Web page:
Advertisement

Analytical and Bioanalytical Chemistry

, Volume 409, Issue 27, pp 6463–6473 | Cite as

A high-throughput QCM chip configuration for the study of living cells and cell-drug interactions

  • Haibo Shen
  • Tiean Zhou
  • Jiajin Hu
Research Paper

Abstract

In this study, we present a novel design of interference-free, negligible installation-induced stress, suitable for the fabrication of high-throughput quartz crystal microbalance (HQCM) chips. This novel HQCM chip configuration was fabricated using eight independent yet same-batch quartz crystal resonators within a common glass substrate with eight through-holes of diameter slightly larger than that of the quartz resonator. Each quartz resonator’s rim was adhered to the inner part of the through-hole via silicone glue to form the rigid (quartz)-soft (silicone)-rigid (glass) structure (RSRS) which effectively eliminates the acoustic couplings among different resonators and largely alleviates the installation-induced stresses. The consistence of the eight resonators was verified by very similar equivalent circuit parameters and very close response slopes to liquid density and viscosity. The HQCM chip was then employed for real-time and continuous monitoring of H9C2 cardiomyoblast adhesions and viscoelastic changes induced by the treatments of two types of drugs: drugs that affect the cytoskeletons, including nocodazole, paclitaxel, and Y-27632, and drugs that affect the contractile properties of the cells: verapamil and different dosages of isoprenaline. Meanwhile, we compared the cytoskeleton affecting drug-induced viscoelastic changes of H9C2 with those of human umbilical vein endothelial cells (HUVECs). The results described here provide the first solution to fabricate HQCM chips that are free from the limitation of resonator number, installation-induced stress, and acoustic interferences among resonators, which should find wide applications in areas of cell phenotype assay, cytotoxicity test, drug evaluation and screening, etc.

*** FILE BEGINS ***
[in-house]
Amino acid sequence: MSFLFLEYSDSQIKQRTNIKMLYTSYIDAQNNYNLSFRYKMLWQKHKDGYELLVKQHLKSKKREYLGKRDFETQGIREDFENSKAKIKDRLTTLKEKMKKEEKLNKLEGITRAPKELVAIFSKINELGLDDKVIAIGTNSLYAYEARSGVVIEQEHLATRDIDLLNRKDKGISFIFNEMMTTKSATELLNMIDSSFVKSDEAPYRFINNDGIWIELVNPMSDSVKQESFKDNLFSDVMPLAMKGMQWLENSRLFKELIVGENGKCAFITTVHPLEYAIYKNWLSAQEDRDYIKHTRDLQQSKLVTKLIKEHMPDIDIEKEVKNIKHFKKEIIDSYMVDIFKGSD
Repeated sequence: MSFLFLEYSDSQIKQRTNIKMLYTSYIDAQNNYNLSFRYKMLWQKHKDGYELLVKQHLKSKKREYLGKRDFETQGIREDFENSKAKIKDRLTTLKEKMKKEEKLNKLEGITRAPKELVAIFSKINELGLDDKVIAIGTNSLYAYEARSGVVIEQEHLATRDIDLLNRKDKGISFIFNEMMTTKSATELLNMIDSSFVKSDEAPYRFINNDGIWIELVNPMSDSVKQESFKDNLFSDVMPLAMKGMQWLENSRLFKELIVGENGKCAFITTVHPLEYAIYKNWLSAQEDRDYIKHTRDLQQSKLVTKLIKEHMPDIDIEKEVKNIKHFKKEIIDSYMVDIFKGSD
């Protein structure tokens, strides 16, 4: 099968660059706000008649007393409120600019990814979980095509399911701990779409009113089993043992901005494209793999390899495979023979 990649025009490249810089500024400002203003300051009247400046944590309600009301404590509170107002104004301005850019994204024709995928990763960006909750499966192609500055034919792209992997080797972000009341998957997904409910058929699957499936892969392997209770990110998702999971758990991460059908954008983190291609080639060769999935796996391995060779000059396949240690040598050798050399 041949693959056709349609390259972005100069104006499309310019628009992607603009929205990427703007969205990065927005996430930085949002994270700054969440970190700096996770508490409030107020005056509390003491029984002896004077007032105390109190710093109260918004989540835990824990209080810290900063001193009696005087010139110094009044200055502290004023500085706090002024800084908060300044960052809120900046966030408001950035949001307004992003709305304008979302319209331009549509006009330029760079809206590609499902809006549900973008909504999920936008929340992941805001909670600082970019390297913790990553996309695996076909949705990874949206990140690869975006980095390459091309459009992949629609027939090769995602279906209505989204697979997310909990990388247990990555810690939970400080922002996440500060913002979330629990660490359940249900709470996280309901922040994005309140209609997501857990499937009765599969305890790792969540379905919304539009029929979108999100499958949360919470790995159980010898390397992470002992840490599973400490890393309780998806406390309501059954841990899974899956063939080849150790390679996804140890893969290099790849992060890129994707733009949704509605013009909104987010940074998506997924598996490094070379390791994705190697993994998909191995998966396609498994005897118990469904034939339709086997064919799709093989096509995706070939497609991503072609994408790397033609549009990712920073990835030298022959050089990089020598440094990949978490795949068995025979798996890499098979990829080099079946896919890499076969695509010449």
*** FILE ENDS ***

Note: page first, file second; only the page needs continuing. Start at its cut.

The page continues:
Graphical abstract

Schematic illustration of the principle and configuration of interference-free high-throughput QCM chip to evaluate and screen drugs based on cell viscoelasticity.

Keywords